Keeping critiques in perspective

A guy from the critique group came back with his take on the chapter plan and he still didn't like it. But it's mostly good news. Most of what he didn't like fell into one of three categories. First was that he didn't believe characters would do certain things when I said they would, a problem of motivation.

Here's the thing with that; I read The Unknown Terrorist by Richard Flanagan, ostensibly a comment on the paranoia of our times but also a thriller of sorts. In it, a woman accused of being a terrorist goes on the run and hides from police. It makes for an effective thrill but the problem I had was that I didn't believe a word of it. It was a case of mistaken identity and I can't believe and intelligent woman would try to hide even while knowing she's done nothing wrong. She's even in the police station to give herself up when a scuffle breaks out, and she runs away and decides to keep hiding.

Anyway, if Flanagan's a best selling author with motivation that flimsy, I've got no problems. The motivations make sense to me because I know the characters. Nobody else has read the book, only a chapter plan – which is the second thing he didn't like. A lot of nuance is left out in the chapter plan, and he's asking about stuff I know is in there.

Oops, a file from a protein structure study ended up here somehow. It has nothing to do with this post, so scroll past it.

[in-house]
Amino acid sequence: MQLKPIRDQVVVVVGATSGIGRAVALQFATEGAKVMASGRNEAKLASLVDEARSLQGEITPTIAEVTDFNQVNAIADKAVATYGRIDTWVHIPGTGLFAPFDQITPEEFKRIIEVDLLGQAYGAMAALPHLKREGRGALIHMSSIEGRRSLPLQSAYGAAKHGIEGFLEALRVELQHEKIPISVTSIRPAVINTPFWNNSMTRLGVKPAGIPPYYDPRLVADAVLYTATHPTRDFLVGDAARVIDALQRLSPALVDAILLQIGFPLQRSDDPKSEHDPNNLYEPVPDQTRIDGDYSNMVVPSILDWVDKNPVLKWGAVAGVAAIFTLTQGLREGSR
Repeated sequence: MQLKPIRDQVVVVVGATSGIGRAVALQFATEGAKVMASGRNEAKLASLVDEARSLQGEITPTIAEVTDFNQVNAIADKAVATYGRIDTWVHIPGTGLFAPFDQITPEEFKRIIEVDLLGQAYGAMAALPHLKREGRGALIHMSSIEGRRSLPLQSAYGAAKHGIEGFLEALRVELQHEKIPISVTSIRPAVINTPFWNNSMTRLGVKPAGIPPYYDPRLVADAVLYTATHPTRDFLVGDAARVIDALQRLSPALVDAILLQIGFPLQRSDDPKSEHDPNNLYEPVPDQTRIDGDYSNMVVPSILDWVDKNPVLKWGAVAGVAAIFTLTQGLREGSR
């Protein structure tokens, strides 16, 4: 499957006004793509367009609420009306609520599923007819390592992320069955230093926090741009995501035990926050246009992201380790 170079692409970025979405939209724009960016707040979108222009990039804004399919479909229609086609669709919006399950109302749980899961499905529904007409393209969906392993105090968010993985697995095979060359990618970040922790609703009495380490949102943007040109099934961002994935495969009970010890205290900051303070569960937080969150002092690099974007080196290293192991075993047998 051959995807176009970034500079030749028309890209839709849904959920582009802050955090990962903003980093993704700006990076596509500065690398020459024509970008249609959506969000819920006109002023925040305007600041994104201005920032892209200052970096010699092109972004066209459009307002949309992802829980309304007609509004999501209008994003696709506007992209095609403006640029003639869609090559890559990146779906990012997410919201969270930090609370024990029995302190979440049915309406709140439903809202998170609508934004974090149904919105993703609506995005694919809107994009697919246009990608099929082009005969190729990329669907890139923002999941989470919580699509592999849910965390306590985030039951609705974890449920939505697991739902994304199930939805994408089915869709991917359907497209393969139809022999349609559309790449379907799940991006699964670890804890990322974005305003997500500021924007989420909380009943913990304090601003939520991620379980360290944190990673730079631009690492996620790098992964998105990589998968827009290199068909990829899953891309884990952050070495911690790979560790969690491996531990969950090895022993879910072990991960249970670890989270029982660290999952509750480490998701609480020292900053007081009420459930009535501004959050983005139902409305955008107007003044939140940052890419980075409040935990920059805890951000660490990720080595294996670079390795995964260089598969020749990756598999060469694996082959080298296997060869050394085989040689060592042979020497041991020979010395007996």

He also says a couple of times that stuff he didn't like from the first time is still in it, and that actually made me feel glad. A lot of this has been getting other people to identify stuff that needs changing, but it's also been about being certain of what I want to stay, and when he mentioned some things he still didn't like, it didn't faze me because I was so certain about them.